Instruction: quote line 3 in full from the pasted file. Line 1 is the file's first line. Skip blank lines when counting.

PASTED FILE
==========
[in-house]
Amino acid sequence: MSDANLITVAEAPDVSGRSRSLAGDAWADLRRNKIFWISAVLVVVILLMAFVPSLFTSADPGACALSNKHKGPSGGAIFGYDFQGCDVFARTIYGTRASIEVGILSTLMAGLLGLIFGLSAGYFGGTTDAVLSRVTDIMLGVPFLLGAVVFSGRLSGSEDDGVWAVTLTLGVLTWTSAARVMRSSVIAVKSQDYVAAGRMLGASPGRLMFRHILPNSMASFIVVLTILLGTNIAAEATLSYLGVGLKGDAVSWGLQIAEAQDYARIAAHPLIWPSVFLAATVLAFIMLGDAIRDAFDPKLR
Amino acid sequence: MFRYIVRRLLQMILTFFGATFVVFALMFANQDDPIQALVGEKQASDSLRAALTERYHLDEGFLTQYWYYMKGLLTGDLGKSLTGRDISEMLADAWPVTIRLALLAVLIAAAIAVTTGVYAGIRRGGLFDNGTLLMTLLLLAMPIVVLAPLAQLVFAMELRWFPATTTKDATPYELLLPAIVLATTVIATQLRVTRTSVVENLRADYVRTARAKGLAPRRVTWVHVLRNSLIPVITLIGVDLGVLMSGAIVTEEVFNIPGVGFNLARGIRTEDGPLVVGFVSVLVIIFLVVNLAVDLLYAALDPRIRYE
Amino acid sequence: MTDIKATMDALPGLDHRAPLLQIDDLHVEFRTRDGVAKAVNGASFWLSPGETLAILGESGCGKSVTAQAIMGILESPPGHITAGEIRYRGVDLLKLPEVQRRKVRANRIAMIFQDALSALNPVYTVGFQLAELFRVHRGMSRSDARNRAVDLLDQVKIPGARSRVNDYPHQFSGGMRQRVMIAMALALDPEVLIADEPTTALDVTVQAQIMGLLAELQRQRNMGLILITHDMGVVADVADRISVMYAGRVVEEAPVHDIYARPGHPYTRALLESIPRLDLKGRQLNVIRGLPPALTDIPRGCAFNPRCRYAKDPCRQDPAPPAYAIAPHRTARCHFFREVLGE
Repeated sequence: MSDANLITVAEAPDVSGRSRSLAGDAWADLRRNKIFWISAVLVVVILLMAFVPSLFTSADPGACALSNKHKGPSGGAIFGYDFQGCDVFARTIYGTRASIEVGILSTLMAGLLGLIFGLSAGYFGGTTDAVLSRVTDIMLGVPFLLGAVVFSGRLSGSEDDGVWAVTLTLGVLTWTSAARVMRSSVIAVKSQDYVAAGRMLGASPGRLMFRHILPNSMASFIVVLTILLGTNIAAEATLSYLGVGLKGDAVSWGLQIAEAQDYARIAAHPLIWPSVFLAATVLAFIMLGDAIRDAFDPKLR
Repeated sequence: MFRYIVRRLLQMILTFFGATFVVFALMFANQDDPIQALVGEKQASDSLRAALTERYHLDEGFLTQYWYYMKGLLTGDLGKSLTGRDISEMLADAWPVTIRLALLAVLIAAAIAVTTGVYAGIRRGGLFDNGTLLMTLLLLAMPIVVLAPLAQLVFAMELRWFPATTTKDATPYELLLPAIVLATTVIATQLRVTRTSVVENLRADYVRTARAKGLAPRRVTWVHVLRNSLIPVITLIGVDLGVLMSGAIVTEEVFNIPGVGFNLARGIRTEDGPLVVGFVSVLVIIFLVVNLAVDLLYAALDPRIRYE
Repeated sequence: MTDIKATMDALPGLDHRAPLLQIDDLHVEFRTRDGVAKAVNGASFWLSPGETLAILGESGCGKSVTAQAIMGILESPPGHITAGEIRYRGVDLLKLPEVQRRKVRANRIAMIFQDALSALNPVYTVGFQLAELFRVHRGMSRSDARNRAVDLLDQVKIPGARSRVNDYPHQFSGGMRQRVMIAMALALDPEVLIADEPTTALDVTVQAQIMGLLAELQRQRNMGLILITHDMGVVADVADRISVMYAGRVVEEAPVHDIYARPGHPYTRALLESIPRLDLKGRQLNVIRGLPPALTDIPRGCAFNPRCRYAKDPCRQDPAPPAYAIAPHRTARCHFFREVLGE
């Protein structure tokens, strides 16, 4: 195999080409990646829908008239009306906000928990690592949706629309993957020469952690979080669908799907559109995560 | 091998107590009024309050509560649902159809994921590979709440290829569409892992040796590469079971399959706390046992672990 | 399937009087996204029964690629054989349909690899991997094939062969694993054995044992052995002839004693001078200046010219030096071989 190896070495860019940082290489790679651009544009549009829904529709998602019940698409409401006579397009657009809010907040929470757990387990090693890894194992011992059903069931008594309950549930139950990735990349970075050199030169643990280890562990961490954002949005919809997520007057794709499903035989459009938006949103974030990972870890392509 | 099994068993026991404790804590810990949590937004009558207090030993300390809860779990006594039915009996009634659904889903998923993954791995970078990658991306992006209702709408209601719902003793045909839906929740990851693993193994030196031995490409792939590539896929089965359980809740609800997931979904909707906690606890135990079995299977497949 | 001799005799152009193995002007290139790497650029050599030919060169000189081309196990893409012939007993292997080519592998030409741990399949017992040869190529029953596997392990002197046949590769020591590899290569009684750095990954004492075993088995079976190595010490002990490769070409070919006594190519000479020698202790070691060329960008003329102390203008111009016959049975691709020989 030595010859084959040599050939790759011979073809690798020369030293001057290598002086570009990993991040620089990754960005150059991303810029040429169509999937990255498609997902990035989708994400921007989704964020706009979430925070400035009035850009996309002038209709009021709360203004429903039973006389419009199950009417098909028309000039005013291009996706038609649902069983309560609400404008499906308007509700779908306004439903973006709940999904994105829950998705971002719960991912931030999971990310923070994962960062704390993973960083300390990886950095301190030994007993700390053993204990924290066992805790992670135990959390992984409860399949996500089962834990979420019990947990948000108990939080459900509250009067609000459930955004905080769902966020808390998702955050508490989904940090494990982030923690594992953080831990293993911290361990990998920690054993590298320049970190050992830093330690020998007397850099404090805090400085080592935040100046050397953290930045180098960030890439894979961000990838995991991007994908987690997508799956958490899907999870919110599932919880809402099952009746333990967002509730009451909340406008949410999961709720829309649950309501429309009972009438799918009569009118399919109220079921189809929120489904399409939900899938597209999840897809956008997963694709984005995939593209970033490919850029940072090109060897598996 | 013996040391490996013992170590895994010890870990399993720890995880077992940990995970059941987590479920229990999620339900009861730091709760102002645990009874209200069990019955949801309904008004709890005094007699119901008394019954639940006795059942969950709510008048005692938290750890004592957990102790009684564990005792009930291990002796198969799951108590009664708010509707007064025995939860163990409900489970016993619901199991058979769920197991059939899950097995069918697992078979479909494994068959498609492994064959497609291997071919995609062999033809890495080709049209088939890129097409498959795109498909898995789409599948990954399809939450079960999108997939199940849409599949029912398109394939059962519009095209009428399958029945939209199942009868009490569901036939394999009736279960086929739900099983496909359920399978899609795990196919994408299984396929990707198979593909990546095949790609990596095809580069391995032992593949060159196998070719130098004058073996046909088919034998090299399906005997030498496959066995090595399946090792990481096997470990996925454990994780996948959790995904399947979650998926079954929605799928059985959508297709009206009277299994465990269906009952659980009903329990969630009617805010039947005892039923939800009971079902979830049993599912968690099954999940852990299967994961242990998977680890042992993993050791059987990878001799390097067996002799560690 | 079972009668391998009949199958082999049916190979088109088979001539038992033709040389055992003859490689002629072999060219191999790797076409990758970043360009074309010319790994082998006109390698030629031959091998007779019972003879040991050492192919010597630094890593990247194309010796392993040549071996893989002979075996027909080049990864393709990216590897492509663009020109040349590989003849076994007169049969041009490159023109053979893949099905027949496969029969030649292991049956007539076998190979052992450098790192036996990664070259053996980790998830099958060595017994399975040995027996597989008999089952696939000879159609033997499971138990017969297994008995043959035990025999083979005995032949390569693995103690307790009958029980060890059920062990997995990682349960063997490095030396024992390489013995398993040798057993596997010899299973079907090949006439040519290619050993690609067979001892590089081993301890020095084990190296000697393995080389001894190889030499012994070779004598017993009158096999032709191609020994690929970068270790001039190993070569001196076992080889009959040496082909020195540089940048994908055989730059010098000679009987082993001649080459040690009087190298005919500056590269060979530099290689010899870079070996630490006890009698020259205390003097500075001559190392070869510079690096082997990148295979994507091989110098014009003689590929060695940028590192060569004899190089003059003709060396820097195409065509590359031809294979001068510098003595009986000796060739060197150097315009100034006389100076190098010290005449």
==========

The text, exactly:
Amino acid sequence: MFRYIVRRLLQMILTFFGATFVVFALMFANQDDPIQALVGEKQASDSLRAALTERYHLDEGFLTQYWYYMKGLLTGDLGKSLTGRDISEMLADAWPVTIRLALLAVLIAAAIAVTTGVYAGIRRGGLFDNGTLLMTLLLLAMPIVVLAPLAQLVFAMELRWFPATTTKDATPYELLLPAIVLATTVIATQLRVTRTSVVENLRADYVRTARAKGLAPRRVTWVHVLRNSLIPVITLIGVDLGVLMSGAIVTEEVFNIPGVGFNLARGIRTEDGPLVVGFVSVLVIIFLVVNLAVDLLYAALDPRIRYE